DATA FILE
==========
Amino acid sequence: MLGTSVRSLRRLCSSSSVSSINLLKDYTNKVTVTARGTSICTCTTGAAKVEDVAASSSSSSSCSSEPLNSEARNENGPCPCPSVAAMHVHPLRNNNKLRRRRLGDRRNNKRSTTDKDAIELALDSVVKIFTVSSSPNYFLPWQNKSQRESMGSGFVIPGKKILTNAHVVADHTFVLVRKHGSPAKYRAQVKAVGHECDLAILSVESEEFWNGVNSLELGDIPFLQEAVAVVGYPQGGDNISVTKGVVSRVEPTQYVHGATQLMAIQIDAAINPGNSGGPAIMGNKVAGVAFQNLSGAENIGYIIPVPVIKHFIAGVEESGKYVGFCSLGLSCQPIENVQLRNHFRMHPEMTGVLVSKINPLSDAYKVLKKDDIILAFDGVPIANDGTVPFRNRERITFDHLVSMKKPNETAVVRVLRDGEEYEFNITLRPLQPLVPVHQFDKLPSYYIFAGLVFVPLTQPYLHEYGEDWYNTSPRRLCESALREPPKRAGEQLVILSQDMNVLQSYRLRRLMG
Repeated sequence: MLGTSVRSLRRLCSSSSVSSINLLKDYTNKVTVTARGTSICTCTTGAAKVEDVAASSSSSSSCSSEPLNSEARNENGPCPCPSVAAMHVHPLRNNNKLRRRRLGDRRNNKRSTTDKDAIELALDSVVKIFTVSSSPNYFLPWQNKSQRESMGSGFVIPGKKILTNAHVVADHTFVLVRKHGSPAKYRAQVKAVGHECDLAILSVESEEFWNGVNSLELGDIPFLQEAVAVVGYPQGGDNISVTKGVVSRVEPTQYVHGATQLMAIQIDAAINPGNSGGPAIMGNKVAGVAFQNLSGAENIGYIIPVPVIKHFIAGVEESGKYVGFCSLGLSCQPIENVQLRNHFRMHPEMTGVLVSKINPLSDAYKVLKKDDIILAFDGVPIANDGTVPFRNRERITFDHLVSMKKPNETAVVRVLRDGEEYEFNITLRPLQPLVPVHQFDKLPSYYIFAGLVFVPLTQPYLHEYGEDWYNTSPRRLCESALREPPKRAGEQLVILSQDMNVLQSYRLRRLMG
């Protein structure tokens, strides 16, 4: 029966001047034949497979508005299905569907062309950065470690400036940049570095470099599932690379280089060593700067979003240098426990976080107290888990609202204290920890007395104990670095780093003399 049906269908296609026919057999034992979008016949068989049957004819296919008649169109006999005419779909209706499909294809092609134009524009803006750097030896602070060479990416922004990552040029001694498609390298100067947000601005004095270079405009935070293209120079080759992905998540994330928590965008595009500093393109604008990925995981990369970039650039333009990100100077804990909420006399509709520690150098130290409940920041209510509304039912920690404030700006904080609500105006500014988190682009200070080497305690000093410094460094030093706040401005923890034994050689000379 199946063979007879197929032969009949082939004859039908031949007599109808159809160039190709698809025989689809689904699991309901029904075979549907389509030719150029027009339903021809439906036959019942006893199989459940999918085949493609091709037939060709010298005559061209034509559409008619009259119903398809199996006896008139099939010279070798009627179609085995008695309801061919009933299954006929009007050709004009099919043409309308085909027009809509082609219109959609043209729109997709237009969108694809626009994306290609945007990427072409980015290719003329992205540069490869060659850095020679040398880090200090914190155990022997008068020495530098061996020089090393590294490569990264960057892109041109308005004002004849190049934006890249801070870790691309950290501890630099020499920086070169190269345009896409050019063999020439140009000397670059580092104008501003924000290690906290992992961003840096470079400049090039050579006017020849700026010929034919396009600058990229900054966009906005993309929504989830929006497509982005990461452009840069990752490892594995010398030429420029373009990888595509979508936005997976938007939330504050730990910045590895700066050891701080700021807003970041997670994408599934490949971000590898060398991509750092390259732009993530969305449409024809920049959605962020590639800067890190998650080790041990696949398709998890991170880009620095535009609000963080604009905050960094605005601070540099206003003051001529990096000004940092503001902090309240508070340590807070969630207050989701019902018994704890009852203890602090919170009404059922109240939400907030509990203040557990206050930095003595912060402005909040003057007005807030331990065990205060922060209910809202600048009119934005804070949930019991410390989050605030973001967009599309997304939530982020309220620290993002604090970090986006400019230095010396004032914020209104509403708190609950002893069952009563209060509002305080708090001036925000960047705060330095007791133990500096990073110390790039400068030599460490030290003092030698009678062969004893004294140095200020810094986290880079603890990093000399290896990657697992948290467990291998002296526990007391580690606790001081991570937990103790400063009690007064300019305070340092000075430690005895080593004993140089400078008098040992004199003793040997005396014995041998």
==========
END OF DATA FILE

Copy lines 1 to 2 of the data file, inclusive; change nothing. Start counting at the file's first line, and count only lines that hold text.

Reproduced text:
Amino acid sequence: MLGTSVRSLRRLCSSSSVSSINLLKDYTNKVTVTARGTSICTCTTGAAKVEDVAASSSSSSSCSSEPLNSEARNENGPCPCPSVAAMHVHPLRNNNKLRRRRLGDRRNNKRSTTDKDAIELALDSVVKIFTVSSSPNYFLPWQNKSQRESMGSGFVIPGKKILTNAHVVADHTFVLVRKHGSPAKYRAQVKAVGHECDLAILSVESEEFWNGVNSLELGDIPFLQEAVAVVGYPQGGDNISVTKGVVSRVEPTQYVHGATQLMAIQIDAAINPGNSGGPAIMGNKVAGVAFQNLSGAENIGYIIPVPVIKHFIAGVEESGKYVGFCSLGLSCQPIENVQLRNHFRMHPEMTGVLVSKINPLSDAYKVLKKDDIILAFDGVPIANDGTVPFRNRERITFDHLVSMKKPNETAVVRVLRDGEEYEFNITLRPLQPLVPVHQFDKLPSYYIFAGLVFVPLTQPYLHEYGEDWYNTSPRRLCESALREPPKRAGEQLVILSQDMNVLQSYRLRRLMG
Repeated sequence: MLGTSVRSLRRLCSSSSVSSINLLKDYTNKVTVTARGTSICTCTTGAAKVEDVAASSSSSSSCSSEPLNSEARNENGPCPCPSVAAMHVHPLRNNNKLRRRRLGDRRNNKRSTTDKDAIELALDSVVKIFTVSSSPNYFLPWQNKSQRESMGSGFVIPGKKILTNAHVVADHTFVLVRKHGSPAKYRAQVKAVGHECDLAILSVESEEFWNGVNSLELGDIPFLQEAVAVVGYPQGGDNISVTKGVVSRVEPTQYVHGATQLMAIQIDAAINPGNSGGPAIMGNKVAGVAFQNLSGAENIGYIIPVPVIKHFIAGVEESGKYVGFCSLGLSCQPIENVQLRNHFRMHPEMTGVLVSKINPLSDAYKVLKKDDIILAFDGVPIANDGTVPFRNRERITFDHLVSMKKPNETAVVRVLRDGEEYEFNITLRPLQPLVPVHQFDKLPSYYIFAGLVFVPLTQPYLHEYGEDWYNTSPRRLCESALREPPKRAGEQLVILSQDMNVLQSYRLRRLMG